Takeaway: Indemnifying customer for alleged patent infringement, without sufficient substantiation, does not make an entity a real party in interest for a transitional proceeding with respect to a covered business method patent.
In its Decision, the Board denied institution of covered business method patent review of seven related cases. Two Petitioners (AAA and Gerber) had previously “settled with Phoenix Licensing LLC (‘Patent Owner’) and have been terminated from each of the proceedings.” The Board determined “that Petitioner [Acxiom] has not demonstrated that it has standing to file these Petitions for covered business method review under § 18(a)(1)(B) of AIA and 37 C.F.R. § 42.302.”
“Section 18 of the AIA created a transitional program, limited to persons or their real parties-in-interest or privies that have been sued or charged with infringement of a ‘covered business method patent,’ which does not include patents for ‘technological inventions.’” Specifically, “a person may not file a petition for a transitional proceeding with respect to a covered business method patent unless the person or the person’s real party in interest or privy has been sued for infringement of the patent or has been charged with infringement under that patent.” Here, Petitioner argued that “its standing arises from its relationship to other entities that have been sued for infringement of the ‘184 patent.” In particular, Petitioner argued “that its standing arises from that of its customer, Gerber, because Gerber ‘sent Acxiom a demand for indemnification of costs and potential liabilities arising from the infringement suit, referencing a Services and Data Agreement between the two companies.’”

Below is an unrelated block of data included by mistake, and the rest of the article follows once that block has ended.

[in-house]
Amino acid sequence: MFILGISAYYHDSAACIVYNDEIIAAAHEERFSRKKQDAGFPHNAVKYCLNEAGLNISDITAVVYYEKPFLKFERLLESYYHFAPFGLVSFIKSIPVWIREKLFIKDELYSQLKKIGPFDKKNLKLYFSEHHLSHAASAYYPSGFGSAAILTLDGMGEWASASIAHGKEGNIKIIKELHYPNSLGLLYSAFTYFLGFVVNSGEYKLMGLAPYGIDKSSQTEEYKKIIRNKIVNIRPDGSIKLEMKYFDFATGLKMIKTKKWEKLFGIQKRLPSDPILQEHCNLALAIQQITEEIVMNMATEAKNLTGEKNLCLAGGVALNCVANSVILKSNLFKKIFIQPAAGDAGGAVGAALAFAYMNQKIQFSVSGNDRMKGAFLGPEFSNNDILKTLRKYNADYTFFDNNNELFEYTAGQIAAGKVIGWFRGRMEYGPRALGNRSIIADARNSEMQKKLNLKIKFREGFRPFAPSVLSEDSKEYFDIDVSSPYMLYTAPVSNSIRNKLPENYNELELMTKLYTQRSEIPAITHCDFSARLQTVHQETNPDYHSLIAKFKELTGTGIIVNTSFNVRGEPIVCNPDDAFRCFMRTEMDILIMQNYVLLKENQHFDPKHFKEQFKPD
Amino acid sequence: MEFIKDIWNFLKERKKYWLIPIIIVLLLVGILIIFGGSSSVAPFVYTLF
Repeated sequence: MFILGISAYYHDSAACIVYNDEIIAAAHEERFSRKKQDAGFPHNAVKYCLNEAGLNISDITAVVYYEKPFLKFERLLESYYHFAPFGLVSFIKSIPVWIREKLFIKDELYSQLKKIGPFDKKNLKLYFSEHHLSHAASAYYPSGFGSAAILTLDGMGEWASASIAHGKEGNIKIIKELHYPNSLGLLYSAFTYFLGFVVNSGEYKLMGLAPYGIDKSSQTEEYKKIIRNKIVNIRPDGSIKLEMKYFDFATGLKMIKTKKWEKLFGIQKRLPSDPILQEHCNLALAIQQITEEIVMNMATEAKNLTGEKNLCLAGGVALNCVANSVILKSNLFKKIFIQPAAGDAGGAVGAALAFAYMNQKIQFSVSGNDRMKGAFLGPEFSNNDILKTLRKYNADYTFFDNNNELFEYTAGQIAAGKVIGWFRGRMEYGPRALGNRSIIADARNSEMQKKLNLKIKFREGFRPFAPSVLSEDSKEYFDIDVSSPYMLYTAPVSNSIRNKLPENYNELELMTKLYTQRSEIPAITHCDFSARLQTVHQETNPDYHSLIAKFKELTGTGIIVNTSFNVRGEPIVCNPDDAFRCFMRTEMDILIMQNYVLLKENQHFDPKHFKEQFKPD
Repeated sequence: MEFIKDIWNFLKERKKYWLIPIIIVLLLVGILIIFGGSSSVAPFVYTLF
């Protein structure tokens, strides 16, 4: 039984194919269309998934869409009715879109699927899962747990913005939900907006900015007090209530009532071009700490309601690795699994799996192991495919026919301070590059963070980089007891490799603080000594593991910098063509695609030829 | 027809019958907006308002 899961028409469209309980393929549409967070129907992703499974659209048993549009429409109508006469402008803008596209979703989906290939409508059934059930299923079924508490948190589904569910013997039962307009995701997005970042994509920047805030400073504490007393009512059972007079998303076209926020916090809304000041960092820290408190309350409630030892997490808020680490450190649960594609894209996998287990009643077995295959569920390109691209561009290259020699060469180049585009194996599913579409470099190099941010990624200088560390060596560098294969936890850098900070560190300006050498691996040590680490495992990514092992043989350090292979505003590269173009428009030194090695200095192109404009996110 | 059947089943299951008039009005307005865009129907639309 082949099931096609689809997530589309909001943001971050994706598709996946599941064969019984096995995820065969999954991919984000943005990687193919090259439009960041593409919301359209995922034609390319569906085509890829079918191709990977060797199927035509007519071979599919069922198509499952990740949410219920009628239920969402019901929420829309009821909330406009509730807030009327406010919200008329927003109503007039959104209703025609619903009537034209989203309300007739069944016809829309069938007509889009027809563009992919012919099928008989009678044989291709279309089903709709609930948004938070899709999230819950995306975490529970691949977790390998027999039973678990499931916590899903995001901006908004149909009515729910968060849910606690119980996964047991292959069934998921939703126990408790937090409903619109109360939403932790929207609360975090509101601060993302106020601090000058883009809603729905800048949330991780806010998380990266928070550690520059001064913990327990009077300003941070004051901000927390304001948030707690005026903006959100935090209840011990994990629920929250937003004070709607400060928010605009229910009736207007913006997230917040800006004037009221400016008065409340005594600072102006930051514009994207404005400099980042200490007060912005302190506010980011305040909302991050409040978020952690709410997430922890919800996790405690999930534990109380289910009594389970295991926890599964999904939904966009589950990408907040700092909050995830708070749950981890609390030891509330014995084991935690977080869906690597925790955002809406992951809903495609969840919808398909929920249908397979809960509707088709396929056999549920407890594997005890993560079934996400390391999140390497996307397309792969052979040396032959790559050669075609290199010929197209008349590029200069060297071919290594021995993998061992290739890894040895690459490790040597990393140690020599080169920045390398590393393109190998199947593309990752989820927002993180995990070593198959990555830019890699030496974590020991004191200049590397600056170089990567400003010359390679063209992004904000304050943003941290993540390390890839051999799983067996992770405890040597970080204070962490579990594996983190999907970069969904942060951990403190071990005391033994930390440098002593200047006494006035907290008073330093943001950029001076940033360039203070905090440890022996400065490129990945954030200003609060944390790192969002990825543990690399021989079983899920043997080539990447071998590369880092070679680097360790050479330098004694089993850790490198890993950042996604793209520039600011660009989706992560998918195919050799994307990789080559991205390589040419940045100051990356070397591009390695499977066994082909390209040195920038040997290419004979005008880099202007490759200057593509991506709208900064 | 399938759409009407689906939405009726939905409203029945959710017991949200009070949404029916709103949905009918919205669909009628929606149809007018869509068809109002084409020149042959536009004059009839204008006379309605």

The Agreement “indicates that Petitioner contracted with Gerber to provide ‘services’ as ‘set forth in one or more documents executed by the parties and made subject to this Agreement.’” The Board found that Petitioner did not provide sufficient “evidence as to what services are contemplated under this Agreement.” The Agreement also “indicates that there may be indemnity for alleged patent infringement provided that the indemnified party provides a proper written demand for indemnity.” The Board did “not find this evidence to be sufficient to show that Petitioner has standing to bring this Petition.”
The Board noted that “the Petition does not supply the demand for indemnification, Acxiom’s response, or any correspondence regarding indemnification.” Thus, the Board found that “Petitioner has not provided evidence sufficient to show that it has an obligation to indemnify Gerber or any other entity that may have been sued for infringement.” Thus, the Board was not persuaded that Petitioner has proper standing and denied institution of a covered business method review.
The Board also denied Petitioner’s Motion to Seal certain exhibits as confidential because “[c]onfidential information relied upon in a decision to grant or deny a request to institute ordinarily will be made public.” The Board was “not persuaded that there is sufficient reason to depart from the principle.”
Acxiom Corp. v. Phoenix Licensing, LLC, CBM2015-00134
Paper 22: Decision Denying Institution of Covered Business Method Patent Review
Dated: November 19, 2015
Patent: 8,234,184 B2
Before: Stacey G. White, Peter P. Chen, Robert J. Weinschenk, and Robert A. Pollock
Written by: White
Related Proceedings: Case CBM2015-00135 (Patent 6,999,938 B1); Case CBM2015-00136 (Patent 7,856,375 B2); Case CBM2015-00137 (Patent 7,890,366 B2); Case CBM2015-00138 (Patent 8,738,435 B2); Case CBM2015-00139 (Patent 7,860,744 B2); Case CBM2015-00140 (Patent 5,987,434); “more than three dozen district court cases in the United States District Court for the Eastern District of Texas.”